The record books will show that defending champion and number one ranked male, Novak Djokovic, successfuly reached the finals in the 2012 version of the BNL d’Italia tournament in Rome by beating Roger Federer.
As has become the norm, Djokovic played a high quality match, one sufficient enough to land him a spot in the finals. However, the win may have been less about Djokovic’s dominance than a somewhat lackluster performance from Federer who had an uncharacteristically high number of unforced errors.
Many of those errors were generated with his forehand, which arguably is the best in the game. Whats more, he didn’t appear overly perturbed by his multiple misfires.
My analysis is in no way intended to diminish the win by Djokovic. A win is a win regardless.
Federer has been playing solid ball for the last several events culminating with his tournament win over Berdych on the dreaded blue clay at Madrid. His movement has been scintillating as has been his shot making. He even unveiled a distinctly different shot. I’ve now seen him do it twice.
What makes this shot magnificent is it’s utter simplicity but remarkable disguise.
The circumstances surrounding the performance, and a performance it was, were nearly identical but against two different opponents.
In both cases a substantive rally was in progress, one of those breathtakingly physical exchanges, when suddenly a ball hit to Federer landed short (between net and service line) on Federer’s left.
From the moment he ran forward and around the ball to take it with his forehand, based on the distance behind the baseline his opponent was and the manner in which Federer raised his racket and switched to the continental grip, it was apparent to all that he was about to hit a deadly drop shot.
We all saw it coming, including the adversary who had already begun a mad dash towards his right side of the court closest the net, the obvious area in which the ball would be dropped. But as he got closer and the commentator simultaneously said something to the effect of, “Oh that’s a winner,” at that instant, The Fed niftily flicked his wrist as though cutting underneath the ball but actually sliced it deep right on or just inside the baseline well behind the onrushing rival.
The opponent looked baffled as he and the ball passed each other. The thing was easily within striking distance. But the disguise had been so masterful that stopping or lunging was not even an option. The deceit was just too complete.
He, the commentator, everyone sitting in the stadium and all of us watching on television had been duped.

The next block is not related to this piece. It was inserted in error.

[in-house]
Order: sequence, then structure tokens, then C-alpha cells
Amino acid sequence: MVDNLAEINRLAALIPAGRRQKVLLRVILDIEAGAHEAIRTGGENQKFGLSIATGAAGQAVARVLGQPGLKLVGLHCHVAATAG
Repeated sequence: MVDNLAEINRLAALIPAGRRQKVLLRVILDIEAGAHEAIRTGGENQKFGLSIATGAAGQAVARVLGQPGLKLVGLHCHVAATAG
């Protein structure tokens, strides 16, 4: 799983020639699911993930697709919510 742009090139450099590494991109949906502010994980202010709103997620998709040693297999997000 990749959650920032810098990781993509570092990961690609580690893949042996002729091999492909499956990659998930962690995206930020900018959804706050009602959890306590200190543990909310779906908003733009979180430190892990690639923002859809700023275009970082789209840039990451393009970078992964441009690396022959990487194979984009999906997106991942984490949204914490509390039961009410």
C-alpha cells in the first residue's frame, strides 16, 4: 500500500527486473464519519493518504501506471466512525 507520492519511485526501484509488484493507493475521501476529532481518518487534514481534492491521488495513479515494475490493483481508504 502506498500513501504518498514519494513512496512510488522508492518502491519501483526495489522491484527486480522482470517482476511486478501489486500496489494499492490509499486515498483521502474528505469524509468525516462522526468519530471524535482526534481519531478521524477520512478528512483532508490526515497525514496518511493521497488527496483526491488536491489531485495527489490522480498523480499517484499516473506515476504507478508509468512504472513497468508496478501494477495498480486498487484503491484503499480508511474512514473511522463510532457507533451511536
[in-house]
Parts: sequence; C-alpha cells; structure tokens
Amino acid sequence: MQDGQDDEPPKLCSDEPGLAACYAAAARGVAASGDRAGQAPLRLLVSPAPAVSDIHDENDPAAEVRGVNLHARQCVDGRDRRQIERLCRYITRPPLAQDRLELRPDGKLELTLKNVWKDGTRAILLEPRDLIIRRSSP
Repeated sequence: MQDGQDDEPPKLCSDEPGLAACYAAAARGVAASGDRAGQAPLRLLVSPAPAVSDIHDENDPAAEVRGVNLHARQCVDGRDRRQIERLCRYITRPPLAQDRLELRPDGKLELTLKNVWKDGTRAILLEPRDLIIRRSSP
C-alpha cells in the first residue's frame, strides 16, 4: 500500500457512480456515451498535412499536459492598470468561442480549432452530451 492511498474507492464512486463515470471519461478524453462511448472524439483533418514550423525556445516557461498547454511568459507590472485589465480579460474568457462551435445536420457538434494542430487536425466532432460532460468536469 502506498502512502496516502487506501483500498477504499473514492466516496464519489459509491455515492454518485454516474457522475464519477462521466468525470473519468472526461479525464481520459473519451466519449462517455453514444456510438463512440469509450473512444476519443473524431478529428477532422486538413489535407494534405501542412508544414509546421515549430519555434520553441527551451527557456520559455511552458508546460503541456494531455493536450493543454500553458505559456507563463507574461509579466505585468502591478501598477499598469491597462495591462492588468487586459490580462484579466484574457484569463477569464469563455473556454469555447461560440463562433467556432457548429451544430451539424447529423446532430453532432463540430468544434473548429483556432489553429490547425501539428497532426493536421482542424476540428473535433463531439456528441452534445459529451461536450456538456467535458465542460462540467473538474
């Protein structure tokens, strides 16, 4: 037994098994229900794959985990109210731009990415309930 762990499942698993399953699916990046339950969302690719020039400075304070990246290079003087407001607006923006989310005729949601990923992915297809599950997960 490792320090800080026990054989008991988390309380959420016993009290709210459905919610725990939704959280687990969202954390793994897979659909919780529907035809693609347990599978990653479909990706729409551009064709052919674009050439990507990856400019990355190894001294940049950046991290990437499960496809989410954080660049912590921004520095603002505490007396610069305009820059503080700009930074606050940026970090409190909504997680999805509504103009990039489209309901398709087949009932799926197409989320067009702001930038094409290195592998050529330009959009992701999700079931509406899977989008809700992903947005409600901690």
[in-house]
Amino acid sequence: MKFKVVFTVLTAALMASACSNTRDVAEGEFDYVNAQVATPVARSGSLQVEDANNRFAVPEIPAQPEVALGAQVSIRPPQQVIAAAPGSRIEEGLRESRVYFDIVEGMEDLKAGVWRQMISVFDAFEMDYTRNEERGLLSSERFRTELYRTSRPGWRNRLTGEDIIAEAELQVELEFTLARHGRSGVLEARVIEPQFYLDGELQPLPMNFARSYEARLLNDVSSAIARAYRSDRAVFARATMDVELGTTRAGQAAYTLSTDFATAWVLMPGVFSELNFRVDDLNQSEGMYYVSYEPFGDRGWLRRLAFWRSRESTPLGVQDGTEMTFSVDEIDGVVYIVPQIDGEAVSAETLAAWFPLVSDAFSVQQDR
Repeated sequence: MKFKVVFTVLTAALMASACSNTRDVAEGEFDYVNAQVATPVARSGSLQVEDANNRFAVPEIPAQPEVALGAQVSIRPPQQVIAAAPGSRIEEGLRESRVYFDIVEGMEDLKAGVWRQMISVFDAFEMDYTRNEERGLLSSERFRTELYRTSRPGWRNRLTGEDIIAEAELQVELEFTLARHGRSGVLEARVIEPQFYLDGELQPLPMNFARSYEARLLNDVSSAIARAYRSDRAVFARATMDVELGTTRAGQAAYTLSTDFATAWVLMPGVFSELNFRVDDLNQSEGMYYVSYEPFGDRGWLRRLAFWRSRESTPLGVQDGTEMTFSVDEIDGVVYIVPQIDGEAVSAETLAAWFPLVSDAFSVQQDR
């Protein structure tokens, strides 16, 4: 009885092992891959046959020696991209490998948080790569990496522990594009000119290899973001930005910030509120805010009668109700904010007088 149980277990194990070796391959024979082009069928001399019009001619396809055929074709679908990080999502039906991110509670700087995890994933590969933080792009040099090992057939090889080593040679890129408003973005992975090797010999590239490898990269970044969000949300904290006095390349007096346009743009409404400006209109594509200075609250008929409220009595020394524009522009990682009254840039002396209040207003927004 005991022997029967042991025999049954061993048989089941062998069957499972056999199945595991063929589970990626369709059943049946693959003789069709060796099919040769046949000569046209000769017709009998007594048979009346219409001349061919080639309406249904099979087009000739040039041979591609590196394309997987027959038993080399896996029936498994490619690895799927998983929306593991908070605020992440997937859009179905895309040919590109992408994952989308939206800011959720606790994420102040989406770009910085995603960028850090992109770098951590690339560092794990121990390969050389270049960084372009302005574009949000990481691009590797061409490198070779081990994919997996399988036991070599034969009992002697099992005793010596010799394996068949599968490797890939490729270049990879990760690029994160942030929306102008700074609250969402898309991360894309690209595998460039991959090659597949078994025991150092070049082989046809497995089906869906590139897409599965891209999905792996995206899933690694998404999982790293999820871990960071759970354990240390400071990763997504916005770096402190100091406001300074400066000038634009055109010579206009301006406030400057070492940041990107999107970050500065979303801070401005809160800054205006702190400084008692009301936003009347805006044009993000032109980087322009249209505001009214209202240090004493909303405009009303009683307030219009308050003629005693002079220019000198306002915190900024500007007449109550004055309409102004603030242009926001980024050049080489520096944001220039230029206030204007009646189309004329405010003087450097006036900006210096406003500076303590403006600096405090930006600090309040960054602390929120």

The Fed was the only guy in the know of the fraud that had just been perpetrated. He tricked us all…flawlessly.
If I remember correctly, in the semis Seppi became the first victim and Berdych the second in the finals. What I do recall perfectly is the same perplexed look they both had, you know, the “What the hell just happened” look.
On both occasions I sat bolt upright in my chair waiting to see the slow mo replay. Surprisingly, it looked sort of ordinary but I can assure you, it was anything but that.
In horse racing parlance you’ll often here of giving a horse “a tightener.” That’s a race in which the main objective is not necessarily to win but to enhance the animal’s fitness level for a future event of greater significance.
It doesn’t mean that the trainer is intentionally losing the race. It simply means that the horse will not be pushed to an exhaustive point to win. If he happens to cross the finish line first, well that’s fine too.
Horatio Luro, a famous Thoroughbred horse trainer coined the phrase, “Never squeeze the lemon dry.” He meant never over train a horse to the point that he is not at his very best on the day you are seeking the greatest prize.
My point here is, that’s what I think Federer was doing in this semifinal, giving himself “a tightener,” not squeezing the lemon dry. If he won, okay, but I think he was reserving his best for a larger prize.
The French Open begins in a week. That’s a slam. That’s what I think most appeals to Federer, to win another slam. I’m convinced that’s his primary focus. I strongly suspect we will see a much tighter performance from him at Roland Garros.
To further support this idea, Serena Williams has been stellar on clay this season but withdrew from the Rome tournament just prior to her semifinal with Li Na citing a slightly tight lower back. She also said she felt she would be 100% for the French.
Undoubtedly, considering her present form, she would have easily beaten Li Na and finally Sharapova. In short, she was almost a lock to win the tournament. But she chose to forfeit that opportunity in order to be as fit as possible for the French.
Another instance of, “Not squeezing the lemon dry.” Like Federer, she too is most concerned with the possibility of adding another slam to her already extensive collection.
So, did Djokovic win that semifinal match over Federer? Of course he did. But in my book, I’m noting it like this; W*, the W indicating a win for Djokovic but the asterisk indicating, for me, “won while foe judiciously squeezing the lemon.”